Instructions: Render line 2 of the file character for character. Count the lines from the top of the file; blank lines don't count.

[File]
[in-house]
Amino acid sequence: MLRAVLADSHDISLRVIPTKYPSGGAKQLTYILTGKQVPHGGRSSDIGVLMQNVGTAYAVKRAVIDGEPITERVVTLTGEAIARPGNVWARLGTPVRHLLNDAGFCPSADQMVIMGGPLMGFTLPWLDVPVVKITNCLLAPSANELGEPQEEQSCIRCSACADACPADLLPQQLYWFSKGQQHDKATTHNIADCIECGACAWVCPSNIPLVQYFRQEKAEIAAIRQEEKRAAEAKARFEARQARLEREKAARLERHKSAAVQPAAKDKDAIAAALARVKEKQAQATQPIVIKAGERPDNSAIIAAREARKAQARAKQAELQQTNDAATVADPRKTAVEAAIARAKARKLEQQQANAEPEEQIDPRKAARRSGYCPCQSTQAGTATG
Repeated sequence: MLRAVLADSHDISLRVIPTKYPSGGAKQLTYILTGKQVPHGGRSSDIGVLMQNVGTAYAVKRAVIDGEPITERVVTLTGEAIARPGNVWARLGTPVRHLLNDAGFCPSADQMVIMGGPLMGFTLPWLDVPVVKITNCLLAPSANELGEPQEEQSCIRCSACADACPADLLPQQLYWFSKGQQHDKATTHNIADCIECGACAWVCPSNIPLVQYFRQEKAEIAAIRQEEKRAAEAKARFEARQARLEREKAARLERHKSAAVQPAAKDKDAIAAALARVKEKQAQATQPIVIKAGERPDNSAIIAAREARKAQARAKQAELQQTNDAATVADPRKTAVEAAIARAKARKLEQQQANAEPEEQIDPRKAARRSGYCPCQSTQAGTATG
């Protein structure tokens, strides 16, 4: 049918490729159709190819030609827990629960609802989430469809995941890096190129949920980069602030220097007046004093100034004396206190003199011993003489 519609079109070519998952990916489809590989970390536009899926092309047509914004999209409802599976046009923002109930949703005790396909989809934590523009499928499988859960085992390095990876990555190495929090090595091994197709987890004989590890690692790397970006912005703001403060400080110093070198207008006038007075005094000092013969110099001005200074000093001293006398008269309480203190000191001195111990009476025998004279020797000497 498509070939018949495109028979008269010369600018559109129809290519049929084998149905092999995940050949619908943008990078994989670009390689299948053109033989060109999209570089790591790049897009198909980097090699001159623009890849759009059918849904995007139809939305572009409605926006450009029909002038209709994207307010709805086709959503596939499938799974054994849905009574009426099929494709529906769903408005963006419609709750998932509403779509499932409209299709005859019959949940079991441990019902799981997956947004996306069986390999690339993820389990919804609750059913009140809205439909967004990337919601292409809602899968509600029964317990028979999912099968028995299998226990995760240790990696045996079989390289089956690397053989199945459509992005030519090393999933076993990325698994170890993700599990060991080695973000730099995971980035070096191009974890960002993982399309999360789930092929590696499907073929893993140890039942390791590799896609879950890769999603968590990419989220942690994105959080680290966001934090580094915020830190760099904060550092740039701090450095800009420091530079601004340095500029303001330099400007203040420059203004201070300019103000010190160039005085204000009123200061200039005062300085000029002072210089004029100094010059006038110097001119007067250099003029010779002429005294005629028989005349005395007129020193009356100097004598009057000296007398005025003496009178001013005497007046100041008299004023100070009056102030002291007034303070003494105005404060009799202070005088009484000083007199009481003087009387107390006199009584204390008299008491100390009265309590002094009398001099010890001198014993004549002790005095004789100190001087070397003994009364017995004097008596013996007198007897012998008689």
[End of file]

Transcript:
Amino acid sequence: MLRAVLADSHDISLRVIPTKYPSGGAKQLTYILTGKQVPHGGRSSDIGVLMQNVGTAYAVKRAVIDGEPITERVVTLTGEAIARPGNVWARLGTPVRHLLNDAGFCPSADQMVIMGGPLMGFTLPWLDVPVVKITNCLLAPSANELGEPQEEQSCIRCSACADACPADLLPQQLYWFSKGQQHDKATTHNIADCIECGACAWVCPSNIPLVQYFRQEKAEIAAIRQEEKRAAEAKARFEARQARLEREKAARLERHKSAAVQPAAKDKDAIAAALARVKEKQAQATQPIVIKAGERPDNSAIIAAREARKAQARAKQAELQQTNDAATVADPRKTAVEAAIARAKARKLEQQQANAEPEEQIDPRKAARRSGYCPCQSTQAGTATG